many visitors, including some from
“ We want them all to feel safe and
welcome, and many come back time
and time again, and say they really
enjoyed coming here. We must
ensure their safety while they are
here. Surely this is only a reasonable
and sensible requirement,” he said.
Council refuses to be drawn
on Gloriavale road debate
The Runanga Miners’ Hall Trust has
invited people to explore a different side
of history with them during a walk up the
Rewanui Incline this Sunday.
The walk will be led by local resident
Shane Dalton, who said it would be a
chance for locals to explore a beautiful
and historic area with an informal guided
“I’ll explain about the history and
geology of the area as we go along. And at
the end we’ ll stop for a billy tea and some
home baking,” Mr Dalton said.
Hall trust chairman Paul Thomas
said the walk was the first in a planned
series of explorations around the wider
Runanga area, designed to “get locals out
into their own backyard”, and to highlight
the hidden treasures of the district.
“One of the goals of the Runanga
Miners’ Hall Trust is for people to
appreciate the unique environment
we have on our doorstep. If we don’t
experience the magic for ourselves, how
can we convince others of the value of our
district?” Mr Thomas said.
“There are opportunities for community
development and economic development
if people let themselves become inspired
by the richness of our history and our
The Rewanui Incline is a medium grade
walk and takes about three hours return.
Those interested in doing the walk should
meet outside the Runanga Miners’ Hall
at 10am. The walk will head to the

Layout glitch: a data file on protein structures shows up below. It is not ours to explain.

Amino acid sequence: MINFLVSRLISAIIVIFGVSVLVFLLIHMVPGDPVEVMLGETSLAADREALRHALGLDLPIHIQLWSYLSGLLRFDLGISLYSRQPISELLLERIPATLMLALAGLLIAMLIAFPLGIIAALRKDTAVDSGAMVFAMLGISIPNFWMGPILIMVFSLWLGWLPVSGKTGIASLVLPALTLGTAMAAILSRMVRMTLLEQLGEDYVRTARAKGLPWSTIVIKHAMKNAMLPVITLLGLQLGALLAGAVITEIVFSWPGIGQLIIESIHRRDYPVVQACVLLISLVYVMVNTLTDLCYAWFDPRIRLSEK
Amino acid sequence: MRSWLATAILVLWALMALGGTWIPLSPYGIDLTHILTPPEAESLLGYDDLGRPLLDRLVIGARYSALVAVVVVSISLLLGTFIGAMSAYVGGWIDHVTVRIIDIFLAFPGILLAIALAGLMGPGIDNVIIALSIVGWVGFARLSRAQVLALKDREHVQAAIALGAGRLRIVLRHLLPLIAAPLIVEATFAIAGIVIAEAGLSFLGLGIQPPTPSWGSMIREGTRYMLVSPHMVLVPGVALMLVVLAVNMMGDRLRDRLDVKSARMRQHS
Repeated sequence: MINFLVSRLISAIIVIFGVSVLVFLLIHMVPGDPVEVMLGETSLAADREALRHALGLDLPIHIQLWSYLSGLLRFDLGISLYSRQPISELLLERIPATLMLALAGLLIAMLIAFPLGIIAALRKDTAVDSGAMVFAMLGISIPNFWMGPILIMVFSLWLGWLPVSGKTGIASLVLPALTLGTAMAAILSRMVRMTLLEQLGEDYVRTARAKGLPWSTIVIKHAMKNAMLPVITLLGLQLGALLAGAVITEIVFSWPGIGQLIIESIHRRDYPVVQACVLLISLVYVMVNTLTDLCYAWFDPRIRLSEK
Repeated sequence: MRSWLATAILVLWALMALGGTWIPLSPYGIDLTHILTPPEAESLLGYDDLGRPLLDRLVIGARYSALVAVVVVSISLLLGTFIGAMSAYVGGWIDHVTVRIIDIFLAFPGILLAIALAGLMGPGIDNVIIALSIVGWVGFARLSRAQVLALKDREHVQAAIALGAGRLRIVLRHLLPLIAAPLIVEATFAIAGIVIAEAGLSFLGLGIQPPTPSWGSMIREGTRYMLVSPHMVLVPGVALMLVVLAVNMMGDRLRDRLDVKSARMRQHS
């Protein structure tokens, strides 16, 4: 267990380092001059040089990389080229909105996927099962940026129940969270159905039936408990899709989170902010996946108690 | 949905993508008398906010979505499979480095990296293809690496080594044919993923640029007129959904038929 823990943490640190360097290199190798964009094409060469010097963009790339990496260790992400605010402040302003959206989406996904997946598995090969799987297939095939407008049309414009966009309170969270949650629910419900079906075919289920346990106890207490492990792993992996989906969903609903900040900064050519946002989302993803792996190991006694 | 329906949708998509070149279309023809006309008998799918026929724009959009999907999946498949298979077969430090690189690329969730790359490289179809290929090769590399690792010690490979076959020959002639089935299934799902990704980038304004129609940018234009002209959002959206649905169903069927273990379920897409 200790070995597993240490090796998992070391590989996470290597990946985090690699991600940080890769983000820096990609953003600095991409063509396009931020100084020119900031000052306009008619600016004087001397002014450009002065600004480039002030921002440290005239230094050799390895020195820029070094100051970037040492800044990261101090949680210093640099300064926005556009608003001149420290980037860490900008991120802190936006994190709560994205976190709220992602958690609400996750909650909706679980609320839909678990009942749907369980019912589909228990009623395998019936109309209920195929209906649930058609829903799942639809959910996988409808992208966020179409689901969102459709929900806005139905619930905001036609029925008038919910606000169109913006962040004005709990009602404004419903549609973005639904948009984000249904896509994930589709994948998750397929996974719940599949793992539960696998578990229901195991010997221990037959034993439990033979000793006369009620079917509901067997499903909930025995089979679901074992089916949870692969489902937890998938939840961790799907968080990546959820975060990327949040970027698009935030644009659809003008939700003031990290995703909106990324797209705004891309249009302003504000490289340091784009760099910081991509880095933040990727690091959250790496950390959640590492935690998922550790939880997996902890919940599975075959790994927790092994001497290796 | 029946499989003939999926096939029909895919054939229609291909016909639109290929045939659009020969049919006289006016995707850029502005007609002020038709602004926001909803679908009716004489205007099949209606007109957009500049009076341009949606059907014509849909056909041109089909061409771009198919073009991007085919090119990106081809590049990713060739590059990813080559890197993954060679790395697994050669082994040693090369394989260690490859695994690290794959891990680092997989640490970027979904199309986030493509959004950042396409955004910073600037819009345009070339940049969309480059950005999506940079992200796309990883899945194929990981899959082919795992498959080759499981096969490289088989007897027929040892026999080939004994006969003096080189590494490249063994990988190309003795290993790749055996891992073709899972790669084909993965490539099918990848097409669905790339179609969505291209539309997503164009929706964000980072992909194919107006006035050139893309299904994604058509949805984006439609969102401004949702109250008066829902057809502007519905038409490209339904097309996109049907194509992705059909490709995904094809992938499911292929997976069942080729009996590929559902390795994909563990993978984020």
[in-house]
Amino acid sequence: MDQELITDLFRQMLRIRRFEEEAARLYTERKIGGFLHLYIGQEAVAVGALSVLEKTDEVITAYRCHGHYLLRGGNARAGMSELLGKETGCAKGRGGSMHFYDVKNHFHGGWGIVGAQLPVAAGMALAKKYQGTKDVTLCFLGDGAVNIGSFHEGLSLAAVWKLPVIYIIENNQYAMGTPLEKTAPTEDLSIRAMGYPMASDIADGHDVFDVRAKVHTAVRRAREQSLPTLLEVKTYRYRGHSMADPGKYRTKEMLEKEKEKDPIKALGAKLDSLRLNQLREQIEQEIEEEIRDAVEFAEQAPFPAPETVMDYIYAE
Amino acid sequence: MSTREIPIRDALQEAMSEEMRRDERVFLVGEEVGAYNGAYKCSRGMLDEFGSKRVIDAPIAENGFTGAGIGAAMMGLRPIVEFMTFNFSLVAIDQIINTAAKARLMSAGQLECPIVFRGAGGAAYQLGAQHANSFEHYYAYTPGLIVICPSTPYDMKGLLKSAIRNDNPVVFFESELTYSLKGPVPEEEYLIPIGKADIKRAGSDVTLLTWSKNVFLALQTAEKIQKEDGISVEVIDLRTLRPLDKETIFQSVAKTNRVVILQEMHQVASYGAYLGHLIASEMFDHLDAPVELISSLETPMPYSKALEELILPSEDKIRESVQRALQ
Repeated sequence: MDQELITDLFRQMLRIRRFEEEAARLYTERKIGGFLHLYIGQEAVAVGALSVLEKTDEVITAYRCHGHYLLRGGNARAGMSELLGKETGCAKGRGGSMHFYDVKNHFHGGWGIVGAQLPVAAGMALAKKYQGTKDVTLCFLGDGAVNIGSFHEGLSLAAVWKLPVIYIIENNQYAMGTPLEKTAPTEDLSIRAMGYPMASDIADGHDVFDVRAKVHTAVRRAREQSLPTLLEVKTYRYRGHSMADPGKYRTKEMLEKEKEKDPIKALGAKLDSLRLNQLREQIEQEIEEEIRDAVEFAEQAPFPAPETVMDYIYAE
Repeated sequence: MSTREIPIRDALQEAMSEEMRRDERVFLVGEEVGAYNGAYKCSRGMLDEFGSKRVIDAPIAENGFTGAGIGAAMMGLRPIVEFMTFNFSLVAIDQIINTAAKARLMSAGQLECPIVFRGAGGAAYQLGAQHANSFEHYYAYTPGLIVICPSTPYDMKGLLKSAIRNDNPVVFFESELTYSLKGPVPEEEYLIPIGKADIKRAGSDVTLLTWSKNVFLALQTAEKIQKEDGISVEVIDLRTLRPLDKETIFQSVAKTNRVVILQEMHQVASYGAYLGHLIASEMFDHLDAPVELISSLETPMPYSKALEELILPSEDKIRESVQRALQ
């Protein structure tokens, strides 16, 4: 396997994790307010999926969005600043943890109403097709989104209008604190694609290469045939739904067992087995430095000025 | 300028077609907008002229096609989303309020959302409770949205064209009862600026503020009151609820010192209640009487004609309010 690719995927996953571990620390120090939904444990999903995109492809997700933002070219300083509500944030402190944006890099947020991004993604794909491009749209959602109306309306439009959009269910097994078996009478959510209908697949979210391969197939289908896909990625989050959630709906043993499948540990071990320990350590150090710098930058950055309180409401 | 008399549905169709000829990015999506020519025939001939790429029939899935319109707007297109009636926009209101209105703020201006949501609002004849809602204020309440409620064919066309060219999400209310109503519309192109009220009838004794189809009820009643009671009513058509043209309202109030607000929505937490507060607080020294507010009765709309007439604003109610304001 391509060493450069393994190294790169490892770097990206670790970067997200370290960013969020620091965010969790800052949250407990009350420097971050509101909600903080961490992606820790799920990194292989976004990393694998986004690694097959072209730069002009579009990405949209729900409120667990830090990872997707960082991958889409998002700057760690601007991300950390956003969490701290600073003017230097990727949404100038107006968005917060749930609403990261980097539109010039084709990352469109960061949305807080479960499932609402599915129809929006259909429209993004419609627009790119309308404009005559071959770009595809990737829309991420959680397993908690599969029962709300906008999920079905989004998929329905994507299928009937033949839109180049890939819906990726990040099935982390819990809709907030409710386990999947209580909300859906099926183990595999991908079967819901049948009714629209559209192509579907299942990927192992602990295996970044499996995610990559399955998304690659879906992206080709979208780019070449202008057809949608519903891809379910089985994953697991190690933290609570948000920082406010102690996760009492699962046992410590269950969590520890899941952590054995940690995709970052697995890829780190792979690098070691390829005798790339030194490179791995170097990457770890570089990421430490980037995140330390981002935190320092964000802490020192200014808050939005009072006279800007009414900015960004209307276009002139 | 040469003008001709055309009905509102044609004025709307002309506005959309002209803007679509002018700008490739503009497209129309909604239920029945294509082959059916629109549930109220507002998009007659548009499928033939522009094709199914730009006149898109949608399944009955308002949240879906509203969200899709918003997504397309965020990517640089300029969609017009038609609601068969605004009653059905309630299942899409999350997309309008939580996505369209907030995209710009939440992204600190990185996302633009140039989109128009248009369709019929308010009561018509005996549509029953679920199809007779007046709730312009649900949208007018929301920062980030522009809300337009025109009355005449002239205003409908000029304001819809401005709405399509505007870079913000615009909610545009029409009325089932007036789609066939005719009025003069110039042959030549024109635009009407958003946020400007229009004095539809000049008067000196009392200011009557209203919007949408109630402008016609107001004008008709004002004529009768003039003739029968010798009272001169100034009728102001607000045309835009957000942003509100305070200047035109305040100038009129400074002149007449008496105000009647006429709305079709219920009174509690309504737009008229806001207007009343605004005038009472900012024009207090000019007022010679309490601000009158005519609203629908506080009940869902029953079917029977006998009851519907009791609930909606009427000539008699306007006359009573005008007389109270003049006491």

Spring Creek Mine entrance at 10.15am.
Walkers should have warm clothes,
sturdy footwear, a water bottle and a rain
jacket just in case.
A Grey district man who
“abused the process of the
court ” has been ordered
to pay $6000 to the West
Coast Regional Council.
Gordon Graham had
claimed that he did not
need resource consents
to mine and process
aggregate on a piece of
land he owned on the
Road. However, that
assertion was challenged
by the regional council.
judge Jane Borthwick, said
Mr Graham represented
himself and the pleadings
Most of the information
was irrelevant and he did
not respond to the council
which sought to explore a
The judge also said Mr
Graham was bankrupt and
no longer the owner of the
estate in fee simple “and
yet he continues to seek
orders concerning this
“I add that Mr Graham
has abused the process of
to pay $6000
Public invited to join Rewanui Incline walk
The roar of motorbikes will echo
around the West Coast next month was
part of a national fundraiser for the RSA.
The Ride of Respect, which began
five years ago in the United Kingdom
as an event to show respect to military